What happens when a beneficiary predeceases the maker of a Will?

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What happens when a beneficiary predeceases the maker of a Will?

My father passed away many years ago and my mom never remarried. Now she has passed away. She left her land holdings to us 4 kids.  Her Will also stipulated that if any of us predeceased  her, than that child’s holdings would pass to their children (her grandchildren). My sister died 1 1/2 years prior to my mother and left a husband and 7 adult children. My mother never changed her Will after my sister died to substitute the grandchildren, and my mother’s lawyer is arguing that my sister’s Will would supersede my mother’s, which I do not believe is correct.

Asked on June 2, 2011 under Estate Planning, Minnesota

Answers:

M.D., Member, California and New York Bar / FreeAdvice Contributing Attorney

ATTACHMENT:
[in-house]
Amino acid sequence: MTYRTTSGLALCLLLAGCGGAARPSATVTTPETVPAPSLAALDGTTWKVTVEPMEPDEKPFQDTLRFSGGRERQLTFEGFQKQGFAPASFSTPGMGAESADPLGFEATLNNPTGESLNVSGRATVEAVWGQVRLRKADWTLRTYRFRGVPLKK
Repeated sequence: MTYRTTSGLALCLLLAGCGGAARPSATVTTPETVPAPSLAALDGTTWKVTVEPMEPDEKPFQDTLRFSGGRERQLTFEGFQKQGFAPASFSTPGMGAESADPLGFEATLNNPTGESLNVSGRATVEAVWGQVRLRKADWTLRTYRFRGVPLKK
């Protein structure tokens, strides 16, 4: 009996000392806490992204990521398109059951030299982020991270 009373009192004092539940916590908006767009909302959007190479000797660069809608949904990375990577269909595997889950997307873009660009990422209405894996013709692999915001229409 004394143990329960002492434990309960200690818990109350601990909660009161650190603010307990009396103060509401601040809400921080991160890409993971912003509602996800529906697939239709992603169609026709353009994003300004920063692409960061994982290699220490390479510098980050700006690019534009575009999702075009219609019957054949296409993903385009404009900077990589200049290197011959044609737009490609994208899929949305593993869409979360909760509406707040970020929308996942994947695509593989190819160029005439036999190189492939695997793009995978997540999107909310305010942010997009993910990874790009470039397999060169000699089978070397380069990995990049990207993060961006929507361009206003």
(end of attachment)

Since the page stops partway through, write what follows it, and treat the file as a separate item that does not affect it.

Answered 10 years ago | Contributor

There is something known in common law as "lapse".  This is what occurs when the beneficiary under a Will predeceases the testator (maker). In such a case a bequest is invalidated. It then reverts as provided for in the residuary clause of the Will (ie "All the rest, residue and remainder of my estate go to X"). 

In response to this, most jurisdictions have enacted what are known as "anti-lapse" statutes to address this situation.  Such statute "save" the bequest as if it had been made to the deceased beneficiary's descendants.  In your case, for example, the children of your deceased sister would inherit. 

However, a testator can prevent the operation of an anti-lapse statute by providing that the gift will only go to the named beneficiary (or their descendants) if that beneficiary survives the testator, or by simply stating in the Will that the anti-lapse statute does not apply.

Bottom line, without being able to review the language in your mother's Will it's hard to give a more definitive answer.  What you should do now is to consult directly with a probate attorney as to all of this. 


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